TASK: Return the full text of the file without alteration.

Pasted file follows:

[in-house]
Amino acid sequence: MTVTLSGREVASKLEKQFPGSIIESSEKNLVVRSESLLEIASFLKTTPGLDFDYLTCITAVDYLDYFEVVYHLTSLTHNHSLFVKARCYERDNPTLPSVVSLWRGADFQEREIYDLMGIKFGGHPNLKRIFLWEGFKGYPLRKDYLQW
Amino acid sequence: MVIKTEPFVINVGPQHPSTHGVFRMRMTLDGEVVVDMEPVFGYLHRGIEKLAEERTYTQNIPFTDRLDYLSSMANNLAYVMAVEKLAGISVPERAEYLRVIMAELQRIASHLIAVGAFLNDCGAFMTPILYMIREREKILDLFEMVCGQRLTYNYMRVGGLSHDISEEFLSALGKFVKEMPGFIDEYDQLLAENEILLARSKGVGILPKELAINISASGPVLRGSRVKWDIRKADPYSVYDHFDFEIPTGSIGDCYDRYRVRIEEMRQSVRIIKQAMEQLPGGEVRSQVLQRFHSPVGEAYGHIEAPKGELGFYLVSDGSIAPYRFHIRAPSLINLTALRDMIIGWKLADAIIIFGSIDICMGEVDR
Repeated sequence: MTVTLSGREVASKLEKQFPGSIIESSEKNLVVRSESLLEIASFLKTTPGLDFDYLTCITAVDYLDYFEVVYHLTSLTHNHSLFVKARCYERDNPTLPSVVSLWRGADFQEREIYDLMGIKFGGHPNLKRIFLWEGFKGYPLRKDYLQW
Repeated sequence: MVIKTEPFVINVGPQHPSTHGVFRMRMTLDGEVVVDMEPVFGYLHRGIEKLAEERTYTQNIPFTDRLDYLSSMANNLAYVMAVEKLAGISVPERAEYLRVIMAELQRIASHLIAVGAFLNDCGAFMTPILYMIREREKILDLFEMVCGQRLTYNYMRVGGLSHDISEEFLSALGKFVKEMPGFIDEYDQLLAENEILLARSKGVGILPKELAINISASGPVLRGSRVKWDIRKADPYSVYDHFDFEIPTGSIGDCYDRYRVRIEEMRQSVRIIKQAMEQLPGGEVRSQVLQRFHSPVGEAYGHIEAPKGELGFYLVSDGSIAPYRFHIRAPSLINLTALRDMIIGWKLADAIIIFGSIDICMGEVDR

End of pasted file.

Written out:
[in-house]
Amino acid sequence: MTVTLSGREVASKLEKQFPGSIIESSEKNLVVRSESLLEIASFLKTTPGLDFDYLTCITAVDYLDYFEVVYHLTSLTHNHSLFVKARCYERDNPTLPSVVSLWRGADFQEREIYDLMGIKFGGHPNLKRIFLWEGFKGYPLRKDYLQW
Amino acid sequence: MVIKTEPFVINVGPQHPSTHGVFRMRMTLDGEVVVDMEPVFGYLHRGIEKLAEERTYTQNIPFTDRLDYLSSMANNLAYVMAVEKLAGISVPERAEYLRVIMAELQRIASHLIAVGAFLNDCGAFMTPILYMIREREKILDLFEMVCGQRLTYNYMRVGGLSHDISEEFLSALGKFVKEMPGFIDEYDQLLAENEILLARSKGVGILPKELAINISASGPVLRGSRVKWDIRKADPYSVYDHFDFEIPTGSIGDCYDRYRVRIEEMRQSVRIIKQAMEQLPGGEVRSQVLQRFHSPVGEAYGHIEAPKGELGFYLVSDGSIAPYRFHIRAPSLINLTALRDMIIGWKLADAIIIFGSIDICMGEVDR
Repeated sequence: MTVTLSGREVASKLEKQFPGSIIESSEKNLVVRSESLLEIASFLKTTPGLDFDYLTCITAVDYLDYFEVVYHLTSLTHNHSLFVKARCYERDNPTLPSVVSLWRGADFQEREIYDLMGIKFGGHPNLKRIFLWEGFKGYPLRKDYLQW
Repeated sequence: MVIKTEPFVINVGPQHPSTHGVFRMRMTLDGEVVVDMEPVFGYLHRGIEKLAEERTYTQNIPFTDRLDYLSSMANNLAYVMAVEKLAGISVPERAEYLRVIMAELQRIASHLIAVGAFLNDCGAFMTPILYMIREREKILDLFEMVCGQRLTYNYMRVGGLSHDISEEFLSALGKFVKEMPGFIDEYDQLLAENEILLARSKGVGILPKELAINISASGPVLRGSRVKWDIRKADPYSVYDHFDFEIPTGSIGDCYDRYRVRIEEMRQSVRIIKQAMEQLPGGEVRSQVLQRFHSPVGEAYGHIEAPKGELGFYLVSDGSIAPYRFHIRAPSLINLTALRDMIIGWKLADAIIIFGSIDICMGEVDR